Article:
Saturday, 21 February 2015


Ages ago, the private motor vehicles of Americas affiliated with the military stationed in Germany were plated with distinctive licenses, as if the major of American cars weren’t already conspicuous enough—with either the prefix HK for bumpers that took the short, standard US tags or AD for bumpers that could accommodate the longer, German style license plates.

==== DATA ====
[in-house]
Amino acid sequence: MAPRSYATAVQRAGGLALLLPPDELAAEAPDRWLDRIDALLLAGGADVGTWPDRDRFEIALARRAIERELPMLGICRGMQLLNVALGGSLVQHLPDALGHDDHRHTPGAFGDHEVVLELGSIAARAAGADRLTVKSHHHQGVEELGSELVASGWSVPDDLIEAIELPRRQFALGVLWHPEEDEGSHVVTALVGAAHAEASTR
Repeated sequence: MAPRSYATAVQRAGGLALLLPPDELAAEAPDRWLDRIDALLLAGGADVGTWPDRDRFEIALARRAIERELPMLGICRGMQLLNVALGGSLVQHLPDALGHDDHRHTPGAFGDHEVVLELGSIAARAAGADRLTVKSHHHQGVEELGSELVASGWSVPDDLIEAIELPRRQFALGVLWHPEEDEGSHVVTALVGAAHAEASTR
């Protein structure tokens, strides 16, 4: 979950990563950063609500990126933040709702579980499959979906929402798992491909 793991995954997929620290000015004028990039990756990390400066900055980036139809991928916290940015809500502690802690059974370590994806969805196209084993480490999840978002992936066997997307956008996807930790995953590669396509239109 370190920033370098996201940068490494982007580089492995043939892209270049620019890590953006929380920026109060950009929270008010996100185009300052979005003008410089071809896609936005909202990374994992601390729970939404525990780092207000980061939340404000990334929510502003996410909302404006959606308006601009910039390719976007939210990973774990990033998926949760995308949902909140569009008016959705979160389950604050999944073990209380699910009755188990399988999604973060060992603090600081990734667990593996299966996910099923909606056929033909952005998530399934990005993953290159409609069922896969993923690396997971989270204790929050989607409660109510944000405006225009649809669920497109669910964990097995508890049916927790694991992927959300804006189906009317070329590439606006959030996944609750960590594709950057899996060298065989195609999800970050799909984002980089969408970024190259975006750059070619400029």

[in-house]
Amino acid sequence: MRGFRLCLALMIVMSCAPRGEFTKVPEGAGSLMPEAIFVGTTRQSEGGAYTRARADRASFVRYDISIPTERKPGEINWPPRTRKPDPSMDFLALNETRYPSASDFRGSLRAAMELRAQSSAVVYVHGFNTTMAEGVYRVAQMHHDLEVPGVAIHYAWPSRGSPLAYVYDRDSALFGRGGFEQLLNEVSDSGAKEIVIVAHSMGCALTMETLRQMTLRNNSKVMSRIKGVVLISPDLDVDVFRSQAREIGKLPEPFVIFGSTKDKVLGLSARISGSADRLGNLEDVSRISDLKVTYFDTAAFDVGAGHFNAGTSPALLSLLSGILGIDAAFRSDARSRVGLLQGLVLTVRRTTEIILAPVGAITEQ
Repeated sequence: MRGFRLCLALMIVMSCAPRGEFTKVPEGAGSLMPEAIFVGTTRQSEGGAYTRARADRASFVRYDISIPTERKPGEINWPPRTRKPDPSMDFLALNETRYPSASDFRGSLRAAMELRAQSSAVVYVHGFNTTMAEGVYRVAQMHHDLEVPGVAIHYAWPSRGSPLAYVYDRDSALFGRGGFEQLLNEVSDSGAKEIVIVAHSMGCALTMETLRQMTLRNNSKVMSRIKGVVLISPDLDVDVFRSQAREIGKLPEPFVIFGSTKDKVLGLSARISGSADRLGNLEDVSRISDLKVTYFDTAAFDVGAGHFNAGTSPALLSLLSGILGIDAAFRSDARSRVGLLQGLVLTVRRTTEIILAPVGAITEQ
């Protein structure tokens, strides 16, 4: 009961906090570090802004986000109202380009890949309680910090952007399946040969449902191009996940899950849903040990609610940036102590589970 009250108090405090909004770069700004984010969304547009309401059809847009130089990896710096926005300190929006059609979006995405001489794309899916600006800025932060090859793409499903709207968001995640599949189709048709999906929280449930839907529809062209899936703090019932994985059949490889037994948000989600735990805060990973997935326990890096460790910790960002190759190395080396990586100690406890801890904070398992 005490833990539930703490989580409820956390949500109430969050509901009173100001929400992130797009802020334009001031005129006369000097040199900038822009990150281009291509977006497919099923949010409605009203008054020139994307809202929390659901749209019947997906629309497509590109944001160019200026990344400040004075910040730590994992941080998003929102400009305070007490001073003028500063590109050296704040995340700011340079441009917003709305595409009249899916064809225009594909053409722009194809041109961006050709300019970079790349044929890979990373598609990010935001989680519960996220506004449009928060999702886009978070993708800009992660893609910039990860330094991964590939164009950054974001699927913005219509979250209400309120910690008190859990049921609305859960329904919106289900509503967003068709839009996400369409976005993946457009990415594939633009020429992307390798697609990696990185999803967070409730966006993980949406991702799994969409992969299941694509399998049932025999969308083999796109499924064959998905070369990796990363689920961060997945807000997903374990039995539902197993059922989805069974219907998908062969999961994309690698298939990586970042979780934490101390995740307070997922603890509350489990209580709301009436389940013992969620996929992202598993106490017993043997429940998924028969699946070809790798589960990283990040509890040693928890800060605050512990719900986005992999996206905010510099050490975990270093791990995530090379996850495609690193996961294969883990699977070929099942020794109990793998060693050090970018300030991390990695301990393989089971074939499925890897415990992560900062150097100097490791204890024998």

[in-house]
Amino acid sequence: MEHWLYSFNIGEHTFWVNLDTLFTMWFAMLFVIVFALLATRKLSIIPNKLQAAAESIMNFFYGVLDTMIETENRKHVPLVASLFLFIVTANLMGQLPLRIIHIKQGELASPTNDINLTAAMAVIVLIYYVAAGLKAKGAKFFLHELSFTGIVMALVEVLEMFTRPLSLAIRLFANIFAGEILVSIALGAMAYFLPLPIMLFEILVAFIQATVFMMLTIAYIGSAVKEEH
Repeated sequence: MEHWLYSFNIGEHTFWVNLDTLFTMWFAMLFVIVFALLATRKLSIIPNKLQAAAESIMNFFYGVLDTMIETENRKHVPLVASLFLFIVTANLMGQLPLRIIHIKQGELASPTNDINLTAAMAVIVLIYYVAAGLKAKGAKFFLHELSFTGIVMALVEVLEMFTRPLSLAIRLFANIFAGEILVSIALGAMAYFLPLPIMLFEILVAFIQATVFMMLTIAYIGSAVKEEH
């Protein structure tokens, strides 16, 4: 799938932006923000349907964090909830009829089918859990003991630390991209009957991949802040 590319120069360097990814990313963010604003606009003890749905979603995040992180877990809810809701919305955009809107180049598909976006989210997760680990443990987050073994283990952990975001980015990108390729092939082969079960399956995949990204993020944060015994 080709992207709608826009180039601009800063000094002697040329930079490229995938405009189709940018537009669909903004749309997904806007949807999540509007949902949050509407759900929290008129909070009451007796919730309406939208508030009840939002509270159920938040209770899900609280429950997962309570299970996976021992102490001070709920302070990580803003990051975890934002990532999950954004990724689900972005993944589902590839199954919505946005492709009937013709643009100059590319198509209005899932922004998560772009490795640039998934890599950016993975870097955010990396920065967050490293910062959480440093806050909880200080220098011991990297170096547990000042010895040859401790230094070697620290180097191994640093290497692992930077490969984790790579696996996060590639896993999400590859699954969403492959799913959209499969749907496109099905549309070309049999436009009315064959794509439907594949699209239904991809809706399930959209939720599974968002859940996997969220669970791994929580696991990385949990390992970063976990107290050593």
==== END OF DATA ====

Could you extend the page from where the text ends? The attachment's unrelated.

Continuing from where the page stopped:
These codes, which apparently did not stand for anything, were assigned since no county or city had claimed these particular combinations, e.g. KT for Landkriese Kitizen, M for Munich, S for Stuttgart, HD for Heidelberg, etc. Later, in the name of force-protection, vehicles followed the same naming-convention as their local hosts. With the devolution of the licensing and registration laws in Germany and districting reforms, a whole new slew of possibilities opened up, including the disused HK, that is now reserved for automobiles from County Heide (Landkriese Heidekrise) in Lower Saxony. We noticed this on our way back from Hamburg. The county seat of this area on the Lüneburg Heath is a town by the name of Bad Fallingbostel. The town is incidentally host to a garrison of the British Army—at least through this year, as the Ministry of Defense (MOD) plans to withdraw, as the Americans are drawing-down, all their soldiers from Germany by 2020.